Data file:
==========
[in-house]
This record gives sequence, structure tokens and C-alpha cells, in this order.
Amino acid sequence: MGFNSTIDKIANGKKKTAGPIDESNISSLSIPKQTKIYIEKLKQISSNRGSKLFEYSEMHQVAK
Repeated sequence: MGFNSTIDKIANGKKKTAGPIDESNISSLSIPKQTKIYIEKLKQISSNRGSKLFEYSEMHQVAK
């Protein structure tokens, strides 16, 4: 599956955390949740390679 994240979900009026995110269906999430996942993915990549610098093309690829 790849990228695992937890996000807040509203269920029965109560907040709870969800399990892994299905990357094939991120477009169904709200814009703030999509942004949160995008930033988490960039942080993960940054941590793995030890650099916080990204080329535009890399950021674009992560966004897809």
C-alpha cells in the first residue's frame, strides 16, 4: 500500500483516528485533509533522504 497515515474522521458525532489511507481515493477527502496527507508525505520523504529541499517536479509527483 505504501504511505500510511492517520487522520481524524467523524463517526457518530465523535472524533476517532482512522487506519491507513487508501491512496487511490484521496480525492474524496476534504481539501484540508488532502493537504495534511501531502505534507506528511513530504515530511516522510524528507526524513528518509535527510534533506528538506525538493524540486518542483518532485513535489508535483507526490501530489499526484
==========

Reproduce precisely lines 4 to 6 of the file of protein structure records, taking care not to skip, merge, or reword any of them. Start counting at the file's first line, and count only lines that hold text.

Repeated sequence: MGFNSTIDKIANGKKKTAGPIDESNISSLSIPKQTKIYIEKLKQISSNRGSKLFEYSEMHQVAK
């Protein structure tokens, strides 16, 4: 599956955390949740390679 994240979900009026995110269906999430996942993915990549610098093309690829 790849990228695992937890996000807040509203269920029965109560907040709870969800399990892994299905990357094939991120477009169904709200814009703030999509942004949160995008930033988490960039942080993960940054941590793995030890650099916080990204080329535009890399950021674009992560966004897809």
C-alpha cells in the first residue's frame, strides 16, 4: 500500500483516528485533509533522504 497515515474522521458525532489511507481515493477527502496527507508525505520523504529541499517536479509527483 505504501504511505500510511492517520487522520481524524467523524463517526457518530465523535472524533476517532482512522487506519491507513487508501491512496487511490484521496480525492474524496476534504481539501484540508488532502493537504495534511501531502505534507506528511513530504515530511516522510524528507526524513528518509535527510534533506528538506525538493524540486518542483518532485513535489508535483507526490501530489499526484